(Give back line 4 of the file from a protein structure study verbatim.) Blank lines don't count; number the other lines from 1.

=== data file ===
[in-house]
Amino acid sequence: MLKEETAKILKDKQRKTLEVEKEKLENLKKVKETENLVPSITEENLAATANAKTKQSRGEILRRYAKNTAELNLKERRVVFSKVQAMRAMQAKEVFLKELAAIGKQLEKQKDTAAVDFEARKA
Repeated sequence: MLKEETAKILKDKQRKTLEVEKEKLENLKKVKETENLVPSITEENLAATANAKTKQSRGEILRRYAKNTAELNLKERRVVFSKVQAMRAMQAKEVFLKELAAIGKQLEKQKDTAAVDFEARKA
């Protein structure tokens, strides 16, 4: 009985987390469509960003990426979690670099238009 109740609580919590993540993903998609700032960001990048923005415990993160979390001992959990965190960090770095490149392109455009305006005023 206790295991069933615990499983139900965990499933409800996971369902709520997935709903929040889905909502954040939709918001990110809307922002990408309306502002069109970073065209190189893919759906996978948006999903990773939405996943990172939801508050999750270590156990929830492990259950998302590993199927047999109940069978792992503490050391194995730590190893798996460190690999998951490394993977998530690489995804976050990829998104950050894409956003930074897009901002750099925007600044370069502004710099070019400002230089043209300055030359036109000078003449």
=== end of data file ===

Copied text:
């Protein structure tokens, strides 16, 4: 009985987390469509960003990426979690670099238009 109740609580919590993540993903998609700032960001990048923005415990993160979390001992959990965190960090770095490149392109455009305006005023 206790295991069933615990499983139900965990499933409800996971369902709520997935709903929040889905909502954040939709918001990110809307922002990408309306502002069109970073065209190189893919759906996978948006999903990773939405996943990172939801508050999750270590156990929830492990259950998302590993199927047999109940069978792992503490050391194995730590190893798996460190690999998951490394993977998530690489995804976050990829998104950050894409956003930074897009901002750099925007600044370069502004710099070019400002230089043209300055030359036109000078003449």